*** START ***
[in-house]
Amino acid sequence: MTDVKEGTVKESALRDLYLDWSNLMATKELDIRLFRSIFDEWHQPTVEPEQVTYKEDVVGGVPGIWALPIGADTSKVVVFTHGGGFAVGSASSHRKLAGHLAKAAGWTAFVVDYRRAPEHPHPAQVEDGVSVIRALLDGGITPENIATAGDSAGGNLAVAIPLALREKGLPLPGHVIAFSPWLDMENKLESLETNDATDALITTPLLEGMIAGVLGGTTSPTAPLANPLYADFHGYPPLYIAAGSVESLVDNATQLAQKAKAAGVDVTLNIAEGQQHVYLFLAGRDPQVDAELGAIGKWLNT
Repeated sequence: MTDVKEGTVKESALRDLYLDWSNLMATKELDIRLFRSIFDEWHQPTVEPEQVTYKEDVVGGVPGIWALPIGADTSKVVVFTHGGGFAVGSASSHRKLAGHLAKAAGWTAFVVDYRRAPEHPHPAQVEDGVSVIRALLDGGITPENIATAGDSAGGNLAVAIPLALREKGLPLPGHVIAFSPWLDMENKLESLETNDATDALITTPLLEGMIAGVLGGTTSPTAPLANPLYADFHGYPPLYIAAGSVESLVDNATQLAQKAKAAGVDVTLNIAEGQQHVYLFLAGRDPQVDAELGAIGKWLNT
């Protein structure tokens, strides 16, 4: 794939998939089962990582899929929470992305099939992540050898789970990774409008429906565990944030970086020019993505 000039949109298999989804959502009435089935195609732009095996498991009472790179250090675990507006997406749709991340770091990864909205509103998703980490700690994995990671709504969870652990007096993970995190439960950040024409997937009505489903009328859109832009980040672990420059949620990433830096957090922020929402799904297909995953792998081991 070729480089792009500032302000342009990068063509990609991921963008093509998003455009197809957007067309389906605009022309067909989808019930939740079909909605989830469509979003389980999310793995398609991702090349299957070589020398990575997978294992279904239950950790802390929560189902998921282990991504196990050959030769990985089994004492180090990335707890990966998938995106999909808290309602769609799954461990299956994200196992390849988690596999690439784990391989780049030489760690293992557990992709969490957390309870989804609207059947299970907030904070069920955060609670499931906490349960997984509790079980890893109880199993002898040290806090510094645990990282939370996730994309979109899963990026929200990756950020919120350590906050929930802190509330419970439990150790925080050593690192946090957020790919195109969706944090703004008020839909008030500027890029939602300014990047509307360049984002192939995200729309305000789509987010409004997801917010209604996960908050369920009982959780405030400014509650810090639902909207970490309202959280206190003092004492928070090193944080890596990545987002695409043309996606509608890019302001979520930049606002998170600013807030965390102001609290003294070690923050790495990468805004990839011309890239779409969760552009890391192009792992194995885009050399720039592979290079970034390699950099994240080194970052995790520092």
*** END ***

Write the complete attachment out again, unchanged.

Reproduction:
[in-house]
Amino acid sequence: MTDVKEGTVKESALRDLYLDWSNLMATKELDIRLFRSIFDEWHQPTVEPEQVTYKEDVVGGVPGIWALPIGADTSKVVVFTHGGGFAVGSASSHRKLAGHLAKAAGWTAFVVDYRRAPEHPHPAQVEDGVSVIRALLDGGITPENIATAGDSAGGNLAVAIPLALREKGLPLPGHVIAFSPWLDMENKLESLETNDATDALITTPLLEGMIAGVLGGTTSPTAPLANPLYADFHGYPPLYIAAGSVESLVDNATQLAQKAKAAGVDVTLNIAEGQQHVYLFLAGRDPQVDAELGAIGKWLNT
Repeated sequence: MTDVKEGTVKESALRDLYLDWSNLMATKELDIRLFRSIFDEWHQPTVEPEQVTYKEDVVGGVPGIWALPIGADTSKVVVFTHGGGFAVGSASSHRKLAGHLAKAAGWTAFVVDYRRAPEHPHPAQVEDGVSVIRALLDGGITPENIATAGDSAGGNLAVAIPLALREKGLPLPGHVIAFSPWLDMENKLESLETNDATDALITTPLLEGMIAGVLGGTTSPTAPLANPLYADFHGYPPLYIAAGSVESLVDNATQLAQKAKAAGVDVTLNIAEGQQHVYLFLAGRDPQVDAELGAIGKWLNT
């Protein structure tokens, strides 16, 4: 794939998939089962990582899929929470992305099939992540050898789970990774409008429906565990944030970086020019993505 000039949109298999989804959502009435089935195609732009095996498991009472790179250090675990507006997406749709991340770091990864909205509103998703980490700690994995990671709504969870652990007096993970995190439960950040024409997937009505489903009328859109832009980040672990420059949620990433830096957090922020929402799904297909995953792998081991 070729480089792009500032302000342009990068063509990609991921963008093509998003455009197809957007067309389906605009022309067909989808019930939740079909909605989830469509979003389980999310793995398609991702090349299957070589020398990575997978294992279904239950950790802390929560189902998921282990991504196990050959030769990985089994004492180090990335707890990966998938995106999909808290309602769609799954461990299956994200196992390849988690596999690439784990391989780049030489760690293992557990992709969490957390309870989804609207059947299970907030904070069920955060609670499931906490349960997984509790079980890893109880199993002898040290806090510094645990990282939370996730994309979109899963990026929200990756950020919120350590906050929930802190509330419970439990150790925080050593690192946090957020790919195109969706944090703004008020839909008030500027890029939602300014990047509307360049984002192939995200729309305000789509987010409004997801917010209604996960908050369920009982959780405030400014509650810090639902909207970490309202959280206190003092004492928070090193944080890596990545987002695409043309996606509608890019302001979520930049606002998170600013807030965390102001609290003294070690923050790495990468805004990839011309890239779409969760552009890391192009792992194995885009050399720039592979290079970034390699950099994240080194970052995790520092």